Searching over 5,500,000 cases.

Buy This Entire Record For $7.95

Download the entire decision to receive the complete text, official citation,
docket number, dissents and concurrences, and footnotes for this case.

Learn more about what you receive with purchase of this case.

Lloyds of London Syndicate 2003 v. Fireman's Fund Insurance Co. of Ohio

United States District Court, D. Kansas

July 6, 2017



          Daniel D. Crabtree United States District Judge.

         This Order considers whether a party properly can invoke work product protection to shield a document that it inadvertently produced. Defendant Fireman's Fund Insurance Company of Ohio argues that it can. Plaintiff Lloyds of London Syndicate 2003 takes the opposite position. After considering the parties' arguments, the court concludes that work product protection applies to the document and grants defendant's Motion for Protective Order (Doc. 84).

         I. Factual Background

         On November 7, 2016, plaintiff deposed defendant's retained expert, Jack Murphy. Before the deposition, Mr. Murphy produced his written report as Fed.R.Civ.P. 26(b)(2)(B) requires. Mr. Murphy also produced-albeit inadvertently-an email exchange as part of that written report. Before Mr. Murphy produced his written report, defense counsel conferred with him about what documents they considered to be protected from disclosure and directed him not to produce those documents to plaintiff's counsel. One of those protected documents included the email now at issue. Doc. 84-2 ¶ 5. Defendant asserts that the email is a work product protected document under Fed.R.Civ.P. 26(b)(3)(A).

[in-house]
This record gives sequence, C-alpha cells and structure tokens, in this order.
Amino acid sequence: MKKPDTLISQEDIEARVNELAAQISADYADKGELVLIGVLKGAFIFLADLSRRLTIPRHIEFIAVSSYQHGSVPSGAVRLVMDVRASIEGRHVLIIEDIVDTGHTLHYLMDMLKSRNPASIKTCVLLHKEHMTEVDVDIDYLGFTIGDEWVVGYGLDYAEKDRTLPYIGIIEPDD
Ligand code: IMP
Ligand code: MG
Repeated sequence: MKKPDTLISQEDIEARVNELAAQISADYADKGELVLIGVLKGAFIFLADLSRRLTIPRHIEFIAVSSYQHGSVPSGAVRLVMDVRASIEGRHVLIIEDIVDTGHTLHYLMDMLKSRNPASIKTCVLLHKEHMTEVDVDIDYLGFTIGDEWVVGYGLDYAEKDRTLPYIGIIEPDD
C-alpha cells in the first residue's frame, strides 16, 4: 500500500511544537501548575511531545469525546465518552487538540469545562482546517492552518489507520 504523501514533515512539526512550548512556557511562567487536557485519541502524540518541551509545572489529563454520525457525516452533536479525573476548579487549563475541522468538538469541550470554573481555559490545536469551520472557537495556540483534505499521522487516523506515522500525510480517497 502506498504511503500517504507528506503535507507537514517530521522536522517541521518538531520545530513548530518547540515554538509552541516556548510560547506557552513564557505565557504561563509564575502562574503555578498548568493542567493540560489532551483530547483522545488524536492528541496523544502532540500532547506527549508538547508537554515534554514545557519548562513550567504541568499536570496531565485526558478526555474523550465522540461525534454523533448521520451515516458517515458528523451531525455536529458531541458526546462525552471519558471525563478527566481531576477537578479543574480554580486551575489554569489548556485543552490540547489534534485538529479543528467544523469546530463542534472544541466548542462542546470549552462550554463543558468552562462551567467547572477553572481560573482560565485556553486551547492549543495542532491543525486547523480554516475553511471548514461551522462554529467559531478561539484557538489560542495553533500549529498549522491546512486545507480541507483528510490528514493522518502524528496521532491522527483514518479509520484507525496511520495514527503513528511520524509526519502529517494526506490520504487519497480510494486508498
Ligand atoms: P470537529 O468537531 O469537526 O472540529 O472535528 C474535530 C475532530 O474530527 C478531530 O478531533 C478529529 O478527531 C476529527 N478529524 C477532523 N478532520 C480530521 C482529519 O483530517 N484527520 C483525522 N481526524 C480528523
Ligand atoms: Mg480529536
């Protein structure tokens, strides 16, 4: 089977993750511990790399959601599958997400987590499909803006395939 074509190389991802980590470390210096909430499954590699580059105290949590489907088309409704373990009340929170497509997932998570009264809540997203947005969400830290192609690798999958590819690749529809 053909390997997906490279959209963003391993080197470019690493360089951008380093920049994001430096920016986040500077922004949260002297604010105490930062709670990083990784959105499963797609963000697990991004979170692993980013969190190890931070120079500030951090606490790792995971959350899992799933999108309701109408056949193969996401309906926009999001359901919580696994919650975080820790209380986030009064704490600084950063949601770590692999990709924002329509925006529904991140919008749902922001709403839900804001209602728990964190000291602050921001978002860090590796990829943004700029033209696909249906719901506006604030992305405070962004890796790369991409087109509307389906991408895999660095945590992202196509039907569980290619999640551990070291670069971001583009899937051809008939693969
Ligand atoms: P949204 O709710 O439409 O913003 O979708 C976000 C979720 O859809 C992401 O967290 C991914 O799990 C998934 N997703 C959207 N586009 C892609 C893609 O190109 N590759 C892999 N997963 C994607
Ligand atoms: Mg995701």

During Mr. Murphy's deposition, defense counsel realized that Mr. Murphy inadvertently had produced this email. Defense counsel immediately notified plaintiff's counsel of the inadvertent disclosure of the document and demanded its return. Plaintiff's counsel refused, claiming that defense counsel had waived work product protection by disclosing the email in Mr. Murphy's written report.

         The parties then agreed to subject the email to a preliminary protective order. Under the terms of this order, plaintiff's counsel agreed not to question Mr. Murphy about the document or provide the document to any of plaintiff's witnesses. Also, plaintiff's counsel marked the email document as Exhibit 4A at Mr. Murphy's deposition, and then the court reporter labeled the document as one subject to a protective order.